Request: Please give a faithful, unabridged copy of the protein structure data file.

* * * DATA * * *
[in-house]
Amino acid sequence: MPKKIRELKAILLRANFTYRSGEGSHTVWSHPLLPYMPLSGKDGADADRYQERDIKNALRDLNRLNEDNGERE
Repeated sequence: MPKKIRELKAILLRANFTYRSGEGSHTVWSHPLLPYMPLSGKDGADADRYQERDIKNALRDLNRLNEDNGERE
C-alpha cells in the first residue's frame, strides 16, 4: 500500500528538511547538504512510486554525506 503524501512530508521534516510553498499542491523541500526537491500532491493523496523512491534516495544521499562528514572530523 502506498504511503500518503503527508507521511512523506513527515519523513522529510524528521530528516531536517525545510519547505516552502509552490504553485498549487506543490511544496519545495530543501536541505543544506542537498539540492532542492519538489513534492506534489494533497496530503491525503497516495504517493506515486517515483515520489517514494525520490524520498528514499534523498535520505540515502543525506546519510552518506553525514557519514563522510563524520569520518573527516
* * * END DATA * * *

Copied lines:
[in-house]
Amino acid sequence: MPKKIRELKAILLRANFTYRSGEGSHTVWSHPLLPYMPLSGKDGADADRYQERDIKNALRDLNRLNEDNGERE
Repeated sequence: MPKKIRELKAILLRANFTYRSGEGSHTVWSHPLLPYMPLSGKDGADADRYQERDIKNALRDLNRLNEDNGERE
C-alpha cells in the first residue's frame, strides 16, 4: 500500500528538511547538504512510486554525506 503524501512530508521534516510553498499542491523541500526537491500532491493523496523512491534516495544521499562528514572530523 502506498504511503500518503503527508507521511512523506513527515519523513522529510524528521530528516531536517525545510519547505516552502509552490504553485498549487506543490511544496519545495530543501536541505543544506542537498539540492532542492519538489513534492506534489494533497496530503491525503497516495504517493506515486517515483515520489517514494525520490524520498528514499534523498535520505540515502543525506546519510552518506553525514557519514563522510563524520569520518573527516